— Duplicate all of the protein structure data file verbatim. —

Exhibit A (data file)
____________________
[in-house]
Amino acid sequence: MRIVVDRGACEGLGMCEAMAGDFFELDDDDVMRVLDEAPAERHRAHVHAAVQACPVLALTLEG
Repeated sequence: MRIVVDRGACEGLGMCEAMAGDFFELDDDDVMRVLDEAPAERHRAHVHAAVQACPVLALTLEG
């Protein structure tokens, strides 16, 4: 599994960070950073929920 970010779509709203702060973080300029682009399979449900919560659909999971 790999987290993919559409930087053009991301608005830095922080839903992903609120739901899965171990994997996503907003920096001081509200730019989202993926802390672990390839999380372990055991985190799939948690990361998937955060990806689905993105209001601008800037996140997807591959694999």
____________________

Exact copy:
[in-house]
Amino acid sequence: MRIVVDRGACEGLGMCEAMAGDFFELDDDDVMRVLDEAPAERHRAHVHAAVQACPVLALTLEG
Repeated sequence: MRIVVDRGACEGLGMCEAMAGDFFELDDDDVMRVLDEAPAERHRAHVHAAVQACPVLALTLEG
């Protein structure tokens, strides 16, 4: 599994960070950073929920 970010779509709203702060973080300029682009399979449900919560659909999971 790999987290993919559409930087053009991301608005830095922080839903992903609120739901899965171990994997996503907003920096001081509200730019989202993926802390672990390839999380372990055991985190799939948690990361998937955060990806689905993105209001601008800037996140997807591959694999």